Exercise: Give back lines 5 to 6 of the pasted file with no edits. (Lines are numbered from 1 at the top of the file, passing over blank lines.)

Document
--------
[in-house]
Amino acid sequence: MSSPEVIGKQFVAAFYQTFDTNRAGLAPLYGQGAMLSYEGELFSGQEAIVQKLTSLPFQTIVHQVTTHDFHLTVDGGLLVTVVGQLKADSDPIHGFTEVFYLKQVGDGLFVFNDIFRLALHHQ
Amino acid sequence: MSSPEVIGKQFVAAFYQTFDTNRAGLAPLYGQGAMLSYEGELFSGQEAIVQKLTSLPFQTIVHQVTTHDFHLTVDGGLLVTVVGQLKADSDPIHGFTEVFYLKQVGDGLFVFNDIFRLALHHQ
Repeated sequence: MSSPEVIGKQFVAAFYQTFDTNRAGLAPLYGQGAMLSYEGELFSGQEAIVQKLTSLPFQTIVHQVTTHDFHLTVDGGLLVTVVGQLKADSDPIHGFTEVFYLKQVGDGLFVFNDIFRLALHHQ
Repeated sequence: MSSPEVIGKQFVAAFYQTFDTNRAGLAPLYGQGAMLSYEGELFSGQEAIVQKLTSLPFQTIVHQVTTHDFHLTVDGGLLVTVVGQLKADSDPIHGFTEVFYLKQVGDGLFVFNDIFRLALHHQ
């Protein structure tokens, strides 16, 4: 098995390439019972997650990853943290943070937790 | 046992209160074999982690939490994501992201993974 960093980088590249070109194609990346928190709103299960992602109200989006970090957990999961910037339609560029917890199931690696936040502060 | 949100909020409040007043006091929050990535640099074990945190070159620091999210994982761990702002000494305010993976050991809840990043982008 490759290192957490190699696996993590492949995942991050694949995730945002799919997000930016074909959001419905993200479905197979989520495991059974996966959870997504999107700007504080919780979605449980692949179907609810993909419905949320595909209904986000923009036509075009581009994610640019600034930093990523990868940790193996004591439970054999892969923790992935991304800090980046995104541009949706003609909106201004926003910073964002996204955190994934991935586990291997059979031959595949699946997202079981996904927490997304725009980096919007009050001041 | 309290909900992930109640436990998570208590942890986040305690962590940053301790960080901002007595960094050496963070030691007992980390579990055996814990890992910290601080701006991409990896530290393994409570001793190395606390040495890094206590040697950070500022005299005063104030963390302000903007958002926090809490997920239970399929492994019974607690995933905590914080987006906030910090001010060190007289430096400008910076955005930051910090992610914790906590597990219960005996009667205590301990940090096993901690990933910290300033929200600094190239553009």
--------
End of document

Repeated sequence: MSSPEVIGKQFVAAFYQTFDTNRAGLAPLYGQGAMLSYEGELFSGQEAIVQKLTSLPFQTIVHQVTTHDFHLTVDGGLLVTVVGQLKADSDPIHGFTEVFYLKQVGDGLFVFNDIFRLALHHQ
């Protein structure tokens, strides 16, 4: 098995390439019972997650990853943290943070937790 | 046992209160074999982690939490994501992201993974 960093980088590249070109194609990346928190709103299960992602109200989006970090957990999961910037339609560029917890199931690696936040502060 | 949100909020409040007043006091929050990535640099074990945190070159620091999210994982761990702002000494305010993976050991809840990043982008 490759290192957490190699696996993590492949995942991050694949995730945002799919997000930016074909959001419905993200479905197979989520495991059974996966959870997504999107700007504080919780979605449980692949179907609810993909419905949320595909209904986000923009036509075009581009994610640019600034930093990523990868940790193996004591439970054999892969923790992935991304800090980046995104541009949706003609909106201004926003910073964002996204955190994934991935586990291997059979031959595949699946997202079981996904927490997304725009980096919007009050001041 | 309290909900992930109640436990998570208590942890986040305690962590940053301790960080901002007595960094050496963070030691007992980390579990055996814990890992910290601080701006991409990896530290393994409570001793190395606390040495890094206590040697950070500022005299005063104030963390302000903007958002926090809490997920239970399929492994019974607690995933905590914080987006906030910090001010060190007289430096400008910076955005930051910090992610914790906590597990219960005996009667205590301990940090096993901690990933910290300033929200600094190239553009």